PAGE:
Religion: A Cosmic, Multdimensional and Life-Enhancing Force
Nyaundi, Nehemiah M., International Review of Mission
An important aspect of this conference on Open-Space: The African Christian Diaspora in Europe and the quest for human community is that of looking for strategies to cushion the impact of African migration into Europe and indeed that of the European society to the migrants themselves. Migration across international borders is becoming an increasingly common occurrence. As we move into the new millennium, we can expect that the rate of migration and the number of people who will be looking forward to migrate to a new country will rise sharply.
The African diaspora is especially expected to gain added momentum. How will this trend impact the migrants and the host societies? is it expected that migration will contribute to new human relations among the races of humankind? What role will religion play in the, integration or disintegration of the societies of the new millennium? These questions are easier asked than answered. The following seeks to examine these hard questions and, where possible, to make suggestions.
The concept of "religion"
Religion is one of the concepts, which have been defined in various ways.  Many definitions of religion often fall under criticism because they are perceived to emphasize one aspect of religion and disregard other aspects.
Throughout the history of the study of religion, attempts to define religion are usually confronted by a number of problems. One of the problems that comes to the fore is that if the definition is narrow then it risks omitting certain forms of religion. In the same manner, if the definition is broad, then the definition is likely to include forms of beliefs and practices which may not necessarily have any religious element.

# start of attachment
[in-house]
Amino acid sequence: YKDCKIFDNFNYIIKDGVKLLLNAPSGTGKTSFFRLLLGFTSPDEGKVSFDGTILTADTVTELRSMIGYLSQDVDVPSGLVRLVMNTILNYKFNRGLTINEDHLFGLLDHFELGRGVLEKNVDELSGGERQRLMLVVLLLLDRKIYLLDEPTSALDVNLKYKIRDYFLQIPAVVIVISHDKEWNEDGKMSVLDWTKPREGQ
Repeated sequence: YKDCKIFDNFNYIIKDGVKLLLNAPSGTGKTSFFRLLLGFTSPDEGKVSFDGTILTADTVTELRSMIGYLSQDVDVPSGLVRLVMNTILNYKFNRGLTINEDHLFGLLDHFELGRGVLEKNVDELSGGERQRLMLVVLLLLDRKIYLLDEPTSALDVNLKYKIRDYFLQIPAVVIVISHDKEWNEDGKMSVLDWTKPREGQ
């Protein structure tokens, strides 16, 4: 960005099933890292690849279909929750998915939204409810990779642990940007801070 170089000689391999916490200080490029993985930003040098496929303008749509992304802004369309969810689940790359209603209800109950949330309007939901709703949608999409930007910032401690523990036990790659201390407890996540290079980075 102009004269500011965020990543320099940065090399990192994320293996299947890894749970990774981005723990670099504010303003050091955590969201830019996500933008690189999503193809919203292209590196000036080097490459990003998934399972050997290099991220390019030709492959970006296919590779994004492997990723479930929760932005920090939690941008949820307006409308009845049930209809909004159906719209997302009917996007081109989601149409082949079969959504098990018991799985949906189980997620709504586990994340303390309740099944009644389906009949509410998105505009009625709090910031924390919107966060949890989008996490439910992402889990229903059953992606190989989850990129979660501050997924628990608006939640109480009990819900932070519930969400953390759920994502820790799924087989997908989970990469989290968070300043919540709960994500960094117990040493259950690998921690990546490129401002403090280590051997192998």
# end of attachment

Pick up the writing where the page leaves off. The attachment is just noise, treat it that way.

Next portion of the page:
Religion here is understood to be the arrangement and system of symbols that integrate society. It is the force that energizes cultural symbols. It is a system of authoritative beliefs about the world.
Religion is a social phenomenon in the sense that it exists in one form or another in almost every human society and is strongest when it is organized around a cluster of shared beliefs and practices. Religion is a crucial activity of human society. It can influence harmony or discord. The function of religion can be expressed through the following statements:
* Religion influences the way an individual perceives reality.
* Religion is significant because it provides meaning and a cosmic view to life.
* Religion provides the individual with a particular status in life, giving the individual a sense of belonging and specifies the role and position of the individual in society.
As a phenomenon, religion is an activity of concern to many people. It is a concern that pervades all areas of life and is in fact an active pursuit of many people. For instance, religion commands large amounts of believers' resources such as human emotions, physical strength, time, money, and material goods among others. Writing about the overriding capacity of religion, Meredith B. McGuire states:
Religion is one of the most powerful, deeply felt and influential forces in human society. It has shaped people's relationships with each other, influencing family, community, economic and political life. Religious values motivate human action, and religious groups organize their collective religious expressions. Religion is a significant aspect of social life, and the social dimension is an important part of religion. 
Religion is a key component in people's lives because, as a dominant concern of many people, religion pervades all areas of the individual's life experience. The individual who observes religion is thereby a product of religion and society. Both religion and society are in existence before the individual is born, and they remain after the individual is dead and forgotten.
The multidimensionality of religion
To say that religion is multidimensional means that religion can be understood differently from one individual to another and from one society to another. …